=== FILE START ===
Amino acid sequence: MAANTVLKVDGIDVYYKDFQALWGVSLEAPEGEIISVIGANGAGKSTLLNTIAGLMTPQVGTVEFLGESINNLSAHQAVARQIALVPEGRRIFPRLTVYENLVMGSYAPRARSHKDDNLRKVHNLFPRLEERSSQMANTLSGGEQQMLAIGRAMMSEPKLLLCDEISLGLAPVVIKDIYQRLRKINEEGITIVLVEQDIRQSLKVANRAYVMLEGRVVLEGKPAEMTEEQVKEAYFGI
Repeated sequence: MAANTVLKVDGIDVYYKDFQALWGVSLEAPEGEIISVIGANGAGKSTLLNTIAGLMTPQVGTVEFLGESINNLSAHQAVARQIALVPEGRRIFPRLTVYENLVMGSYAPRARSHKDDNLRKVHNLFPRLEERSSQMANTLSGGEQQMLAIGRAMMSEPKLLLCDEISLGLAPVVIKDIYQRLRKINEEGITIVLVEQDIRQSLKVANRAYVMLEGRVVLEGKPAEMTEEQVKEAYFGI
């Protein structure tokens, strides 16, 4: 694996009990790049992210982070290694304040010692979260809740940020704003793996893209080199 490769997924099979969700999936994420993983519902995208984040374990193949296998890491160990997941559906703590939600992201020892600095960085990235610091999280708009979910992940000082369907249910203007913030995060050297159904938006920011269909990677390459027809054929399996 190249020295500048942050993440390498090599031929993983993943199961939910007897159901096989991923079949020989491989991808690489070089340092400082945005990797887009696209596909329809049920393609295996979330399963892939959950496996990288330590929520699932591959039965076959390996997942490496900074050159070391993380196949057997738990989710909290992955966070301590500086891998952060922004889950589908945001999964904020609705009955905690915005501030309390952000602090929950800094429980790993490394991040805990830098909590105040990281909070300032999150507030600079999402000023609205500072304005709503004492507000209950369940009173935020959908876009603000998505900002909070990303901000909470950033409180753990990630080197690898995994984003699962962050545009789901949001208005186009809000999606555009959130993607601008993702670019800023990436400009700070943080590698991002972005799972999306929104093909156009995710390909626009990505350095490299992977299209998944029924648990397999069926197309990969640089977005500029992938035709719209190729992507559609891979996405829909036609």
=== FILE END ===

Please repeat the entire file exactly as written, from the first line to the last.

Amino acid sequence: MAANTVLKVDGIDVYYKDFQALWGVSLEAPEGEIISVIGANGAGKSTLLNTIAGLMTPQVGTVEFLGESINNLSAHQAVARQIALVPEGRRIFPRLTVYENLVMGSYAPRARSHKDDNLRKVHNLFPRLEERSSQMANTLSGGEQQMLAIGRAMMSEPKLLLCDEISLGLAPVVIKDIYQRLRKINEEGITIVLVEQDIRQSLKVANRAYVMLEGRVVLEGKPAEMTEEQVKEAYFGI
Repeated sequence: MAANTVLKVDGIDVYYKDFQALWGVSLEAPEGEIISVIGANGAGKSTLLNTIAGLMTPQVGTVEFLGESINNLSAHQAVARQIALVPEGRRIFPRLTVYENLVMGSYAPRARSHKDDNLRKVHNLFPRLEERSSQMANTLSGGEQQMLAIGRAMMSEPKLLLCDEISLGLAPVVIKDIYQRLRKINEEGITIVLVEQDIRQSLKVANRAYVMLEGRVVLEGKPAEMTEEQVKEAYFGI
């Protein structure tokens, strides 16, 4: 694996009990790049992210982070290694304040010692979260809740940020704003793996893209080199 490769997924099979969700999936994420993983519902995208984040374990193949296998890491160990997941559906703590939600992201020892600095960085990235610091999280708009979910992940000082369907249910203007913030995060050297159904938006920011269909990677390459027809054929399996 190249020295500048942050993440390498090599031929993983993943199961939910007897159901096989991923079949020989491989991808690489070089340092400082945005990797887009696209596909329809049920393609295996979330399963892939959950496996990288330590929520699932591959039965076959390996997942490496900074050159070391993380196949057997738990989710909290992955966070301590500086891998952060922004889950589908945001999964904020609705009955905690915005501030309390952000602090929950800094429980790993490394991040805990830098909590105040990281909070300032999150507030600079999402000023609205500072304005709503004492507000209950369940009173935020959908876009603000998505900002909070990303901000909470950033409180753990990630080197690898995994984003699962962050545009789901949001208005186009809000999606555009959130993607601008993702670019800023990436400009700070943080590698991002972005799972999306929104093909156009995710390909626009990505350095490299992977299209998944029924648990397999069926197309990969640089977005500029992938035709719209190729992507559609891979996405829909036609």